100 Greatest Artists
Bo Diddley's music is enormous. It's deeply moving. It has the sultry, sexual power of Africa. There's all sorts of mystery in that sound. People listen to Bo Diddley recordings and think, "Oh, you can just go bonk-de-bonk-bonk, de-bonk-bonk, and you got a Bo Diddley beat." But it isn't that easy. He played really simple things but with incredible authority. I first heard him on a Rolling Stones album, on their cover of "Mona." It was such a great song; I looked at the credits and it said "Ellas McDaniel," and I thought, "Who the hell is that?" But when I wanted to get into songwriting, he was the key for me. I didn't have a lot of vocal range, and I didn't know a lot of chords on the guitar. So I was looking for a way to write, and there he was, writing very complete, very memorable songs without a lot of fuss. They weren't florid. He never bothered to change the chord, for one thing — which is very heavy-metal! It's hypnotic. And, of course, there's the attitude, a chin-up, chest-out sort of thing. He was a bull; he had a bullish quality to everything he did and everything he played. Vocally, he reminds me of gutbucket Delta blues: Muddy Waters, but brought to town, rocked up. And his voice is so damn loud. It's just a huge voice, and he's got a big, deep shout.
Then there's the way he played the guitar. First of all, Bo's hands were about a foot long from the wrist to the tip of the finger. He really controlled his guitar. Bo plays his instrument, and the way the rhythm clicks is unique. What seems to pass for guitar more and more now is some wimp with a fuzz box. Somewhere around Hendrix, the line was crossed. Hendrix had both: He had the hands, and he had the fuzz box. Now all they have is the fuzz box — a lot of them.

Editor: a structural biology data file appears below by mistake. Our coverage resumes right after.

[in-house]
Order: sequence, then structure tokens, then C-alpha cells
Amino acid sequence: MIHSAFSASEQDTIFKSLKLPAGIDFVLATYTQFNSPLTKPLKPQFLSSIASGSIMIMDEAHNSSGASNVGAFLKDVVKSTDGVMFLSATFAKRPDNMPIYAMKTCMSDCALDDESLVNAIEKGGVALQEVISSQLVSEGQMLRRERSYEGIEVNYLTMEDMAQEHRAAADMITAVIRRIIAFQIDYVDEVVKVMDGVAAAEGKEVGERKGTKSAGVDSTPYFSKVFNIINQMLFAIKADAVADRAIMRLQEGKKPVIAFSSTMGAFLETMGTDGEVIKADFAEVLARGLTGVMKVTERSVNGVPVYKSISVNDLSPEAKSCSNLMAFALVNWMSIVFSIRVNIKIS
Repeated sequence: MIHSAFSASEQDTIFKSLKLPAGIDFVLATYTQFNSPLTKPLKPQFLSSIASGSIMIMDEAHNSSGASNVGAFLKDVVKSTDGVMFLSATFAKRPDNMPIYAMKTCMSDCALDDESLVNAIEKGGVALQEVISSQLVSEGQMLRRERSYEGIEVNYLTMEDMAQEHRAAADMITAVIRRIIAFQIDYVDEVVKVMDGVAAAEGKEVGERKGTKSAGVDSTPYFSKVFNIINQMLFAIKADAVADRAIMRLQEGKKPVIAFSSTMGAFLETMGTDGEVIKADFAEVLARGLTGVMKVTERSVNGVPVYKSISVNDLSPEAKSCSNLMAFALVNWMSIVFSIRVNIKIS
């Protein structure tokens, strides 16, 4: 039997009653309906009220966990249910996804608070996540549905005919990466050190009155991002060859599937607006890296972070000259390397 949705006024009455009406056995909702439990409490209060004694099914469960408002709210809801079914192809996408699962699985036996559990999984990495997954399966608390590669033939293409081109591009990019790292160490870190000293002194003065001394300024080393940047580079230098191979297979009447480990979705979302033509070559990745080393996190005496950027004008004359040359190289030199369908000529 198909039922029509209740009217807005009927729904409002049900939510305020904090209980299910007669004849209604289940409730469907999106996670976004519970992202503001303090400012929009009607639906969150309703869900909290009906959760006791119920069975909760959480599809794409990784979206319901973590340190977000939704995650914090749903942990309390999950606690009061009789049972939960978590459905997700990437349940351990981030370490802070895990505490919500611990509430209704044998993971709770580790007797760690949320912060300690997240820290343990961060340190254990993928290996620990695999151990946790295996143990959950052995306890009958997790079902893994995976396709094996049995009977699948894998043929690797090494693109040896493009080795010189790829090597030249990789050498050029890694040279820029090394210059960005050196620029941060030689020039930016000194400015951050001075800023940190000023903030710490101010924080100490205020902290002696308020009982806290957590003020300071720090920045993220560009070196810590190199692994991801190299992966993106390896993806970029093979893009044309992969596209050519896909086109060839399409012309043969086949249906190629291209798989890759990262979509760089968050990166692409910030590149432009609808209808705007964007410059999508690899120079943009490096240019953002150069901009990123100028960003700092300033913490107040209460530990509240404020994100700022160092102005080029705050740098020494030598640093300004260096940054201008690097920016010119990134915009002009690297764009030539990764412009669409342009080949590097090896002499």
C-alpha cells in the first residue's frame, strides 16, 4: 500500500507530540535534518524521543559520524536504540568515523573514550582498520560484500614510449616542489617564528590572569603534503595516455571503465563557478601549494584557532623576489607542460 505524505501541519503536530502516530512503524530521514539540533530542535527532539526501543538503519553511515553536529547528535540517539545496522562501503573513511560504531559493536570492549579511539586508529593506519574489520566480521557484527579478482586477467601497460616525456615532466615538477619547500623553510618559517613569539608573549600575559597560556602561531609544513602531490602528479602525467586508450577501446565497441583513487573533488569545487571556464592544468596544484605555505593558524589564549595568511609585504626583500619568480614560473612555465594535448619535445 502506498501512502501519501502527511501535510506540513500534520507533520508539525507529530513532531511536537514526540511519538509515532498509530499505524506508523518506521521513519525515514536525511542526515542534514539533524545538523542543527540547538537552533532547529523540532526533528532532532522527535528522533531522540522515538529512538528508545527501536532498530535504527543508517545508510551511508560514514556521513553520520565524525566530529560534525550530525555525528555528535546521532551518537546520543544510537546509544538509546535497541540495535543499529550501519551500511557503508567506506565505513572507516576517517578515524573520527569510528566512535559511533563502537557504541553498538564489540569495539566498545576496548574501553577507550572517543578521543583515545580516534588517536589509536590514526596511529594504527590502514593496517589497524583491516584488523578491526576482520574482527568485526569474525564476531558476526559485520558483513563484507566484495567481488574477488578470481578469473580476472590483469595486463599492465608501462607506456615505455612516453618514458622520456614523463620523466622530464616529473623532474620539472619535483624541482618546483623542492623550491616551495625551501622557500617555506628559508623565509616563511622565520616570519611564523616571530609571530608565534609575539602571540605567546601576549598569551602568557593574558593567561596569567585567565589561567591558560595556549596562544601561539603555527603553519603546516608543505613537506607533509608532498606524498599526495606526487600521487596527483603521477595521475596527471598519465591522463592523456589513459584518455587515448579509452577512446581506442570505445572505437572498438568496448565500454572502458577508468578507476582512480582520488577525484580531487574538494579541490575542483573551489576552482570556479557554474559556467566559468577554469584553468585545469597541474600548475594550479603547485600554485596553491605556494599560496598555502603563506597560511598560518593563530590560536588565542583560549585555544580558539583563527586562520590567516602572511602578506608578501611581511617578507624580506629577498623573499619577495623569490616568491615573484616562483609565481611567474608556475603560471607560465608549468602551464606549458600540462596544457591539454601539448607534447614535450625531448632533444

Bo Diddley had a huge impact on Sixties rock. The Stones covered Bo Diddley, and the Yardbirds did "I'm a Man," and the Pretty Things did his song "Pretty Thing." My band in high school, the Iguanas, did a few of his songs, including "Road Runner," and you can hear a bit of him in the Stooges. You can be damn well sure that Jack White has studied Bo's records.
I've had a little personal experience with Bo. I worked with him in Vegas once, and I kept running into him on airplanes in the Eighties and Nineties — always in first class, always alone, always with a roll bag, his police hat and his sheriff's badge. I think Bo and Chuck Berry have both suffered the trivialization of people who are covered too much. His influence is everywhere, but his personal career could have used a boost. Some car or jeans company needs to put a track of his in a commercial so a lot of young dudes and dudettes can go, "Whoa — that's rockin'!"